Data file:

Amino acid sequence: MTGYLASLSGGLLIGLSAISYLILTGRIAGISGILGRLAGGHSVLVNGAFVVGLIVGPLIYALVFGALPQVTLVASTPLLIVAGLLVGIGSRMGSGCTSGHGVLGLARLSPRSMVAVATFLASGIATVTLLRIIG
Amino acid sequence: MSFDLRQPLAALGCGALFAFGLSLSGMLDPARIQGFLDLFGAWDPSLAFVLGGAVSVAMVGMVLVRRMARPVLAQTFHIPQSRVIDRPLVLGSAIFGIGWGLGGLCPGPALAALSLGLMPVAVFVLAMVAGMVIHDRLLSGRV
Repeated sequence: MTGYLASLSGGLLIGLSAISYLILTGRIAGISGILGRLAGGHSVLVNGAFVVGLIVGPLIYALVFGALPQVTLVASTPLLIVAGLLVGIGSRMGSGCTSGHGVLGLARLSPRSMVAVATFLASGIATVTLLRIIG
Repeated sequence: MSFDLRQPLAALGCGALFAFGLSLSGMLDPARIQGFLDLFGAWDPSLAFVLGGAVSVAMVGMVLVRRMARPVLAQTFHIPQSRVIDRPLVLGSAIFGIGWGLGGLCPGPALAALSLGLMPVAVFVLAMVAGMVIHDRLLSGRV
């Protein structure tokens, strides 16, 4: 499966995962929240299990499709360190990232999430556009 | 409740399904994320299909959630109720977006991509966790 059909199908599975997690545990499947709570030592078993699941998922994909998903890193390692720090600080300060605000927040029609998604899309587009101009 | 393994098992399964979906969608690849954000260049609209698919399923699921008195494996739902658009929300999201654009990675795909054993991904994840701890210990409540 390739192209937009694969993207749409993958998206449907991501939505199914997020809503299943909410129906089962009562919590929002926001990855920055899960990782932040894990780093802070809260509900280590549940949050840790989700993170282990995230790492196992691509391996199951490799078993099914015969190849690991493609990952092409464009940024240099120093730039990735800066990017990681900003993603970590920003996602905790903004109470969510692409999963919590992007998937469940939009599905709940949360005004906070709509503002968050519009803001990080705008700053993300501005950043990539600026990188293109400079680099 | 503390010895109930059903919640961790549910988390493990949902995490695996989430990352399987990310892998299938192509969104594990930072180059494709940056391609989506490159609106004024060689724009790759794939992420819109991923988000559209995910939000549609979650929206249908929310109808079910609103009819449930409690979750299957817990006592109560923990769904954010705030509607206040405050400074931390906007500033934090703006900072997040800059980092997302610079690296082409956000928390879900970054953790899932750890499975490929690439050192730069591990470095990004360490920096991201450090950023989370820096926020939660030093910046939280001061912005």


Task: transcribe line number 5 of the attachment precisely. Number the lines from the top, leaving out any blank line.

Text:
């Protein structure tokens, strides 16, 4: 499966995962929240299990499709360190990232999430556009 | 409740399904994320299909959630109720977006991509966790 059909199908599975997690545990499947709570030592078993699941998922994909998903890193390692720090600080300060605000927040029609998604899309587009101009 | 393994098992399964979906969608690849954000260049609209698919399923699921008195494996739902658009929300999201654009990675795909054993991904994840701890210990409540 390739192209937009694969993207749409993958998206449907991501939505199914997020809503299943909410129906089962009562919590929002926001990855920055899960990782932040894990780093802070809260509900280590549940949050840790989700993170282990995230790492196992691509391996199951490799078993099914015969190849690991493609990952092409464009940024240099120093730039990735800066990017990681900003993603970590920003996602905790903004109470969510692409999963919590992007998937469940939009599905709940949360005004906070709509503002968050519009803001990080705008700053993300501005950043990539600026990188293109400079680099 | 503390010895109930059903919640961790549910988390493990949902995490695996989430990352399987990310892998299938192509969104594990930072180059494709940056391609989506490159609106004024060689724009790759794939992420819109991923988000559209995910939000549609979650929206249908929310109808079910609103009819449930409690979750299957817990006592109560923990769904954010705030509607206040405050400074931390906007500033934090703006900072997040800059980092997302610079690296082409956000928390879900970054953790899932750890499975490929690439050192730069591990470095990004360490920096991201450090950023989370820096926020939660030093910046939280001061912005």